By combining Eq. 1 and Eq. 2, a general expression can be formulated for the signal as a function of position in the object being imaged as:
Applying a warping correction function, such as that commonly referred to as GradWarp, a generalized correction equation can therefore be formulated from Eq. 3. In standard, non-moving table imaging, gradient non-uniformity can be corrected with a procedure referred to as “GradWarp”, which is described in detail in commonly assigned U.S. Pat. No. 4,591,789 issued May 27, 1986 to Glover et al., and is applied as described in commonly assigned U.S. Pat. No. 5,642,047, issued Jun. 24, 1997 to Bernstein, both of which are incorporated herein by reference. When the gradients of a magnetic field vary, or are non-uniform, the resulting images can be distorted, or warped. This problem is typically exasperated with increasing distance from the iso-center of the magnet. Since warping correcting functions are most commonly performed in the physical magnet coordinate system, Eq. 3 can be modified by applying such a correction function to each weighted k-space point prior to correction for table travel and can be given by:
A specific implementation of the solution set forth in Eq. 4 is in the case of frequency encoding along the direction of motion in moving table MRI. In such an implementation, it is common to move the table continuously at a constant velocity along the z-direction and frequency encode in the z-direction. In order to perform gradient non-linearity correction in accordance with the present invention for this special case, it is desirable to first determine the amount of data to process. For example, if the table is moving at a relatively fast velocity, or if a slow acquisition sequence is implemented, it may be desirable to process the data on a point-by-point basis. However, if the table is moving at a slower rate, or if a fast sequence is used, then the data may be processed on a line-by-line basis. In order to determine how much data can be processed at a given time, it is necessary to either know the velocity over the course of the scanning, in the case of constant velocity, or continually monitor table motion to determine the velocity. Additionally, a distance that the table travels during readout must be established to avoid blurring. In other words, if a line of data is acquired within this arbitrary distance, then the same distance correction can be made to every point in that line of data. For example, if it is determined that the distance the table travels during the readout of a line of data is less than one pixel, and it is deemed that data acquired with less than one pixel displacement can be treated the same without degradation of image clarity, then the same correction can be applied to all the data in that line of data. For this example, while the table is moving in the presence of frequency encoding, it can be shown that if the velocity is:
The problem then reduces to one in which the GradWarp correction can be applied after a Fast Fourier Transform (FFT) has been done along the frequency-encoding (z) direction and the Fourier weighting coefficients have been applied. Eq. 4 can then be modified for the specific case when the table velocity is constant along the z-direction, and 3D data is acquired with frequency encoding along the direction of motion, and is given by:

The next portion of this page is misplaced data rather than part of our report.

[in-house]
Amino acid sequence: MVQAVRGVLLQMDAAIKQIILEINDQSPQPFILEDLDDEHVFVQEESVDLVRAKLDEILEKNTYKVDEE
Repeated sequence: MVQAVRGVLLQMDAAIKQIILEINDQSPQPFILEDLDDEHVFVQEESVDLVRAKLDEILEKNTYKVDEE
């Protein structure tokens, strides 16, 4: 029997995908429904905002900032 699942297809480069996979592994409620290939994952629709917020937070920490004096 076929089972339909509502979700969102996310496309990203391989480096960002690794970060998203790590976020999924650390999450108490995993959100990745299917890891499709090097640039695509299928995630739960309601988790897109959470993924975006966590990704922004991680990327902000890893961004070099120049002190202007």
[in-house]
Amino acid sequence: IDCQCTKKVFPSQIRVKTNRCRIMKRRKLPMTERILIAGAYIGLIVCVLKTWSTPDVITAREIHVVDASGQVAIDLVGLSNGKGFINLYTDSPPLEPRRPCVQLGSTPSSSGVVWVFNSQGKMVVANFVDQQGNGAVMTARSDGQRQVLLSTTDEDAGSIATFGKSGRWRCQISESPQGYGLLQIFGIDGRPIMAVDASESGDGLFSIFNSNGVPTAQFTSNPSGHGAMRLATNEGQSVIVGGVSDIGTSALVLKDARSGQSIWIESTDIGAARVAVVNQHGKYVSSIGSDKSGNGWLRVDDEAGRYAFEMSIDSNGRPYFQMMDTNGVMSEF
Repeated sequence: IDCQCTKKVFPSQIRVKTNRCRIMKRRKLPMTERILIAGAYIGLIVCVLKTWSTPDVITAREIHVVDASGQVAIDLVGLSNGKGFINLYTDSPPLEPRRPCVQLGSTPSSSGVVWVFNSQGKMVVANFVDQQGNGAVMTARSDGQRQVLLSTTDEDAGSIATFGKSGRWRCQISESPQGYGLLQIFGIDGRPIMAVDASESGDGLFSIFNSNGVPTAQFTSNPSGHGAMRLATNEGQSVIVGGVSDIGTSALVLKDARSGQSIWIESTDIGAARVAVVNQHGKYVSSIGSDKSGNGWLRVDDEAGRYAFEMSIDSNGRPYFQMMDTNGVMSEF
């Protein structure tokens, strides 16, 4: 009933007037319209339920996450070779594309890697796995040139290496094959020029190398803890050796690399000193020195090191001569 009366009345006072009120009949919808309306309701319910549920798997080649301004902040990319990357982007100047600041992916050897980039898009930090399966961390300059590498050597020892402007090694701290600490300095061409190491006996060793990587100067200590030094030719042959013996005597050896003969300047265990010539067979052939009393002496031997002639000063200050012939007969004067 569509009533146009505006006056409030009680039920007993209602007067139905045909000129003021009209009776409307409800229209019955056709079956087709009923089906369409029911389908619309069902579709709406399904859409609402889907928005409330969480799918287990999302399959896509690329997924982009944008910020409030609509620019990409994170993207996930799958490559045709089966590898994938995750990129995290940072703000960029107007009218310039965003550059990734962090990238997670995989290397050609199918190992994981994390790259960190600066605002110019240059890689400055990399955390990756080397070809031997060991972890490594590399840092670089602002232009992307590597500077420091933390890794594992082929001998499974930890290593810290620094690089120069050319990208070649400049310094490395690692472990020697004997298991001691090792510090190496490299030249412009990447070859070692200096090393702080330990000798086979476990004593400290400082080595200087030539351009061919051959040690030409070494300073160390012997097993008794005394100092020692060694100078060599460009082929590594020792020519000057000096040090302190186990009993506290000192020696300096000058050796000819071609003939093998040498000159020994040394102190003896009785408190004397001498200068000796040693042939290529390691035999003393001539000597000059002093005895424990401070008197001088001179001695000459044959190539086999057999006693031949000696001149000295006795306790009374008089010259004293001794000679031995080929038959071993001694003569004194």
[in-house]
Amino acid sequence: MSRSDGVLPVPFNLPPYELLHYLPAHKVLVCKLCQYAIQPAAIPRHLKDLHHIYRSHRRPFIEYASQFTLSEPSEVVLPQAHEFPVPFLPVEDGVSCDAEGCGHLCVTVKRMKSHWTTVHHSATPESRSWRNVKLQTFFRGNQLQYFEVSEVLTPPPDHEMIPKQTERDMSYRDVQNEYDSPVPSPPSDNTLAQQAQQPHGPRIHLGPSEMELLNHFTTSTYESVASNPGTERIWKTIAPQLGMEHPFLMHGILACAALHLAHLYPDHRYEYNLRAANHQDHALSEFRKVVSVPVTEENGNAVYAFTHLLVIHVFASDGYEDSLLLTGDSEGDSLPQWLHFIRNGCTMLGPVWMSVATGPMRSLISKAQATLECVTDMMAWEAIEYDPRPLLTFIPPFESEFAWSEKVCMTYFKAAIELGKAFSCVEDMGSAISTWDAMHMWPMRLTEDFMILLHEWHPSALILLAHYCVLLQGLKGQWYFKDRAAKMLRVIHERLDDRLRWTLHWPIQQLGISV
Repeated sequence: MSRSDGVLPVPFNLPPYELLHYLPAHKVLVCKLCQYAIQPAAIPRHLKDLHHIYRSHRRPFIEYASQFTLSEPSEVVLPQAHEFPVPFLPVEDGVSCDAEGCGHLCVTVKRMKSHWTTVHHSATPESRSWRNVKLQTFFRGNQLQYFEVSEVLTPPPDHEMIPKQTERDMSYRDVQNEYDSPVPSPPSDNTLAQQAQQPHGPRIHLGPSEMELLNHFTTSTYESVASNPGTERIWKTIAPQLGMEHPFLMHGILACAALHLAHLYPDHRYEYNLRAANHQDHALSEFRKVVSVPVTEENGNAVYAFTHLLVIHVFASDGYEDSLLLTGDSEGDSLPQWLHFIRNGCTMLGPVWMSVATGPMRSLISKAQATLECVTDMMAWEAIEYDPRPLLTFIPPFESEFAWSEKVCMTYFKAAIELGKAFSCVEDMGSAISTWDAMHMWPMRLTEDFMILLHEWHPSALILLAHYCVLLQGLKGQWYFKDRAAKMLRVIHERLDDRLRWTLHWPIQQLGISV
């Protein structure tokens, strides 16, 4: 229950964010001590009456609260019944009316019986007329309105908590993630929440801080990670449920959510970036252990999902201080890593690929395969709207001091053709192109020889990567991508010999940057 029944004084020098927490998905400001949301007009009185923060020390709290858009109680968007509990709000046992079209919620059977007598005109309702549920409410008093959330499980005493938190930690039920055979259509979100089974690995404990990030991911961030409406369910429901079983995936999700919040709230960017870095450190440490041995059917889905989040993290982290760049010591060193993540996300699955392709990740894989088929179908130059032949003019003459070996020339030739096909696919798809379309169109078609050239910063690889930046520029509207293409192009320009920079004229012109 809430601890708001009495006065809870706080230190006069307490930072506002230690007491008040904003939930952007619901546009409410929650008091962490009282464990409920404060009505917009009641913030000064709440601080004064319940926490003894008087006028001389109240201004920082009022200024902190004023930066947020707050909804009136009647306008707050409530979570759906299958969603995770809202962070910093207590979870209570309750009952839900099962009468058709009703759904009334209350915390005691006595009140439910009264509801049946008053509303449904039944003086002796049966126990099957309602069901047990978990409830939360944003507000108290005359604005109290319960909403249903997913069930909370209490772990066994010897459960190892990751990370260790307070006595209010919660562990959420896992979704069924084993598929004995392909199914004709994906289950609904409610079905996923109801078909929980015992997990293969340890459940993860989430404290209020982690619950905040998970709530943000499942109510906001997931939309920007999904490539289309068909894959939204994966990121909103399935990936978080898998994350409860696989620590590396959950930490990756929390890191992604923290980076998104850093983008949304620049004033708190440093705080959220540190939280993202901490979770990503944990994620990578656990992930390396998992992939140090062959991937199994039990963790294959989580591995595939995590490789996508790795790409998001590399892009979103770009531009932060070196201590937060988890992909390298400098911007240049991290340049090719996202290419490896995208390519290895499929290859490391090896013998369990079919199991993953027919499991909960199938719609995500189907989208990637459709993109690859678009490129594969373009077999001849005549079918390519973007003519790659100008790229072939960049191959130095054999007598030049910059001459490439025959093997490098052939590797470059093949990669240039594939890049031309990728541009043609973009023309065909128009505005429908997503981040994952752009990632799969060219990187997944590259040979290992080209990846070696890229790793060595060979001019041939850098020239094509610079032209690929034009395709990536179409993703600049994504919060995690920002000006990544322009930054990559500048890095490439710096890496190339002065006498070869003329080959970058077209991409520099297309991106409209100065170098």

To implement the method described by Eq. 6, each phase-encoding/slice-encoding step is converted it to an image or volume, depending on whether a 2D or 3D image is being acquired. To do so, the data is first Fourier transformed along the frequency-encoding direction (1-D FFT). Then, additional Fourier transforms are done as needed for each phase encoded data set being processed. This can be done either by applying a Fourier transform to a matrix with all zeros except for the current phase-encoding step, k The resulting image domain data can then be corrected for gradient distortion using precalculated gradient error maps, which are known in the art. Since the physical location of the acquisition does not change throughout the acquisition, the associated gradient error also remains fixed. Since all the associated GradWarp weighting coefficients can be precalculated, image reconstruction can be performed rapidly. After correction, the data is then shifted by the pixel offset to compensate for table motion and added to the previous data. This process is repeated for each phase-encoding value and across all acquisitions until a final large FOV image is reconstructed. The amount of distortion is determined by the FOV along the phase encoding directions as well as the “sub” FOV (FOV By correcting for gradient non-linearity larger sub-FOVs can be used. As a result, the table-velocity, number of phase-encoding steps, TR, etc. can be increased accordingly. Without correction, the sub-FOV is limited to a much smaller range over which the gradient primarily remains linear resulting in a limited FOV overall. A generalized description of a preferred embodiment implementation of the present technique is set forth in the flow chart of FIG. Actual data was collected in a grid phantom using a 1.5 T Lx Scanner from GE Medical Systems, Inc., Milwaukee, Wis. with a spin echo pulse sequence (TE/TR=14/100 msec, full echo, FOV=36 cm×36 cm, 10 mm slice thickness, 256×256 matrix). Two different FOV Accordingly, by correcting for gradient distortion in accordance with the present invention in moving table scans, larger sub-FOVs can be acquired to enable faster table travel, higher phase-encoding matrix sizes, and/or longer TR times. Although the present invention has been described with reference to correcting motion along the frequency encoding direction, the present invention is not so limited and can be used for motion along any of the encoding directions or even for non-Cartesian sampling techniques. The invention is equally applicable to 2D or 3D imaging. In 3D imaging, correction of each phase encoding/slice encoding step for gradient distortion can be performed. Accordingly, the present invention includes a method of correcting gradient non-linearities in MR imaging that includes acquiring MR data in motion in the presence of gradient non-linearities, transforming the MR data acquired into an image domain, applying a warping correction to the transformed MR data, and also correcting the warp-corrected MR data for the motion induced during MR data acquisition. The step of transforming the MR data can include transforming one portion of the MR data, such as line-by-line transformation, or point-by-point transformation, into the image domain. In such an application, the warping correction is then applied to that portion of the MR data, and after correcting that portion of the MR data for motion, that portion of the MR data can be accumulated for final image buildup. The step of acquiring MR data can include acquiring MR data that is affected by a variation of the gradient non-linearities, and correction thereof can be accomplished. The step of acquiring MR data in motion would expectedly include moving table MRI in which the patient is translated through the magnet, but also encompasses a moving magnet, a moving gradient coil, any combination of the aforementioned, including motion of all three major components, or can also include variation in the gradient non-linearities which may be due to current or voltage inconsistencies or other factors. The present invention also includes a method of correcting gradient non-linearities in moving table MR imaging that includes translating a patient on a movable table within a magnet, acquiring MR data, wherein at least a portion of the MR data is acquired in a presence of gradient non-linearity, and reconstructing the MR data point-by-point into an image. This method also includes correcting any warping in the portion of the MR data that is acquired in the presence of gradient non-linearities while in an image domain and shifting the MR data acquired to compensate for table motion. This method may also include determining an amount of MR data to process that can be based on table speed, distance traveled, or acquisition sequence applied. In this case, the step of shifting the MR data would include shifting the MR data a fixed amount for the given amount of MR data processed to save processing time without degradation of image quality. The present invention has been described in terms of the preferred embodiment, and it is recognized that equivalents, alternatives, and modifications, aside from those expressly stated, are possible and within the scope of the appending claims. Patent Citations